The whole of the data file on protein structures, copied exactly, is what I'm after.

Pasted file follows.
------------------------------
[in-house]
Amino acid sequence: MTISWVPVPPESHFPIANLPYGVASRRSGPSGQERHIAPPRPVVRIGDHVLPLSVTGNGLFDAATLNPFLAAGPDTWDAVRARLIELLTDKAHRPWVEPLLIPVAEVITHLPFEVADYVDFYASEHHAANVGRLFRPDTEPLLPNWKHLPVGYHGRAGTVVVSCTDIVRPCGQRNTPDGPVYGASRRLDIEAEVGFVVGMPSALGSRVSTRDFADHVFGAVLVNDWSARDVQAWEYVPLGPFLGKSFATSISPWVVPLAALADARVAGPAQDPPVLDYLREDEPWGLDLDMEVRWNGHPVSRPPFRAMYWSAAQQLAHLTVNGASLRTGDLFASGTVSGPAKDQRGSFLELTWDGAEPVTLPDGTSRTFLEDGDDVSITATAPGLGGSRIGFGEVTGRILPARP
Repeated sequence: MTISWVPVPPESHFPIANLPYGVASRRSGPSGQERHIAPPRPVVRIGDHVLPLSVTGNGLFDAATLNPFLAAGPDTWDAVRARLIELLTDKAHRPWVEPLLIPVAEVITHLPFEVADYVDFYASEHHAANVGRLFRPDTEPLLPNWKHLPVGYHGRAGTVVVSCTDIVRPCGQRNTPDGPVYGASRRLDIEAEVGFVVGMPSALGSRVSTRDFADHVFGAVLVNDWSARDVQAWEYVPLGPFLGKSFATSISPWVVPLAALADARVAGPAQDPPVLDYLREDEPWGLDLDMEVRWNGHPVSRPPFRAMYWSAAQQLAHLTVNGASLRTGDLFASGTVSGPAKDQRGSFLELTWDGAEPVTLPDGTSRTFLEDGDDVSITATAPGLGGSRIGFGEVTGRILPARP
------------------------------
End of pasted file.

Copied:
[in-house]
Amino acid sequence: MTISWVPVPPESHFPIANLPYGVASRRSGPSGQERHIAPPRPVVRIGDHVLPLSVTGNGLFDAATLNPFLAAGPDTWDAVRARLIELLTDKAHRPWVEPLLIPVAEVITHLPFEVADYVDFYASEHHAANVGRLFRPDTEPLLPNWKHLPVGYHGRAGTVVVSCTDIVRPCGQRNTPDGPVYGASRRLDIEAEVGFVVGMPSALGSRVSTRDFADHVFGAVLVNDWSARDVQAWEYVPLGPFLGKSFATSISPWVVPLAALADARVAGPAQDPPVLDYLREDEPWGLDLDMEVRWNGHPVSRPPFRAMYWSAAQQLAHLTVNGASLRTGDLFASGTVSGPAKDQRGSFLELTWDGAEPVTLPDGTSRTFLEDGDDVSITATAPGLGGSRIGFGEVTGRILPARP
Repeated sequence: MTISWVPVPPESHFPIANLPYGVASRRSGPSGQERHIAPPRPVVRIGDHVLPLSVTGNGLFDAATLNPFLAAGPDTWDAVRARLIELLTDKAHRPWVEPLLIPVAEVITHLPFEVADYVDFYASEHHAANVGRLFRPDTEPLLPNWKHLPVGYHGRAGTVVVSCTDIVRPCGQRNTPDGPVYGASRRLDIEAEVGFVVGMPSALGSRVSTRDFADHVFGAVLVNDWSARDVQAWEYVPLGPFLGKSFATSISPWVVPLAALADARVAGPAQDPPVLDYLREDEPWGLDLDMEVRWNGHPVSRPPFRAMYWSAAQQLAHLTVNGASLRTGDLFASGTVSGPAKDQRGSFLELTWDGAEPVTLPDGTSRTFLEDGDDVSITATAPGLGGSRIGFGEVTGRILPARP